SW3 Review

Well, joy. My SW3 review has been lost thanks to this malfunctioning computer. I'm seriously tempted to go back to paper and pencil.

In any case, as I said before my text was so rudely deleted, I'll go back and fold the tech comments into the Lesser Canon pages. But for some reason the only HTML editor that will work on this machine right now is Notepad. Call me lazy, but I have no desire to edit pages in Notepad anymore.

In any case, for the most part my review was positive, but there were some bothersome points. Here's the highlight reel:

1. The CGI was generally brilliant, though I did notice a few quirky spots. Windu boarding the gunship to go arrest Palpatine, for instance.

2. The music was fantastic.

3. Natalie Portman is damned hot. She's never looked better than she did in the scene before Anakin's dream. I could forgive the poor dialog just for the raw eye candy.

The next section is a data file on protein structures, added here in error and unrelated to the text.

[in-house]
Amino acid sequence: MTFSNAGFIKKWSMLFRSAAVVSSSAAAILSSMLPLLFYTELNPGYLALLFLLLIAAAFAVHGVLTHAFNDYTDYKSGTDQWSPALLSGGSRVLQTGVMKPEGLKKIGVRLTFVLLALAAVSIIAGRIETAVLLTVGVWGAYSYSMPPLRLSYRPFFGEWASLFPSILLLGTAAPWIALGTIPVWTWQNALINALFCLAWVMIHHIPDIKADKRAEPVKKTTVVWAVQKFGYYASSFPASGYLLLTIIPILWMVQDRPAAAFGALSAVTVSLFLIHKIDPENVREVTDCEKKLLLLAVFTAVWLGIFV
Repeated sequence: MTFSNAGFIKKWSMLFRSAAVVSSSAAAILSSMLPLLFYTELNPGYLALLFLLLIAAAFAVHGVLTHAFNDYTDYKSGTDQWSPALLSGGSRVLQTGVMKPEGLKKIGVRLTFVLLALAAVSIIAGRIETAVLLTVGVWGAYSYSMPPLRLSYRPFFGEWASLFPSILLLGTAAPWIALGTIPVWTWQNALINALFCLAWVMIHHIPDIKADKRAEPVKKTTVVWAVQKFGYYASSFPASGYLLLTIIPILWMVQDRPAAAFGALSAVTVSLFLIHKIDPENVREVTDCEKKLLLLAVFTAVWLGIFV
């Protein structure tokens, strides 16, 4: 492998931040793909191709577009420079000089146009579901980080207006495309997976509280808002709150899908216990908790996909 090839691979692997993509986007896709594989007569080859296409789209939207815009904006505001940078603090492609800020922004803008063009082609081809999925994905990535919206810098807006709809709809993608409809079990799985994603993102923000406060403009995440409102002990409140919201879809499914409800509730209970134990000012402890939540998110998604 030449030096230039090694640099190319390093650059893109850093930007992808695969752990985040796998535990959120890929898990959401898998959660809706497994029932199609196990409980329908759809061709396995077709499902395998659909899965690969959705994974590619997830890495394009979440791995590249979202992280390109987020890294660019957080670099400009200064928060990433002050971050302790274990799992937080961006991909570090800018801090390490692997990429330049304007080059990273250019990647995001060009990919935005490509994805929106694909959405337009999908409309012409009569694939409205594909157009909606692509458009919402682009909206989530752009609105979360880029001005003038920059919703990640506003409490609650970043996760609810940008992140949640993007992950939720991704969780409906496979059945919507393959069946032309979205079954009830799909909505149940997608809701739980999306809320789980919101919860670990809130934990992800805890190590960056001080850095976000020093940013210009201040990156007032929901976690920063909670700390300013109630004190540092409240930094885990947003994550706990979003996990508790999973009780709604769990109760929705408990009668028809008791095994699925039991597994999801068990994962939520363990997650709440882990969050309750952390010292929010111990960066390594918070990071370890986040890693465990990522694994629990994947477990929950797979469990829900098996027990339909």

4. Lucas had confessed previously that the Jabba scenes from RoTJ were largely filler material. Here, we get the same thing again . . . what was the point of all that Kashyyk stuff? Why did we have to lose Mon Mothma and the start of the rebellion for that? Why cut Qui-Gon's lines for that? The whole thing was just pointless, and was kept in spite of things that would've been more meaningful.

4a. Grievous was similar, though not quite so bad . . . he at least served as post-Dooku badguy, not to mention proto-Vader (though he could've been designed better for such a role).

5. The original review was based on two main points. This is one:

At no point in the prequels have we seen intentional single-combat by the Jedi, and indeed they've usually gone out of their way to gang up on the Sith. They abandoned Padme who they were supposed to protect in Ep1, left her laying on the desert in Ep2, tag-teamed Dooku for the rematch in Ep3 while the guy they were rescuing was left imprisoned, sent four Jedi after a Sith Lord in Ep3, and so on. Yoda even left the battlefield to challenge Dooku after the latter wiped out two other Jedi in Ep2, and Yoda didn't even offer him a breather.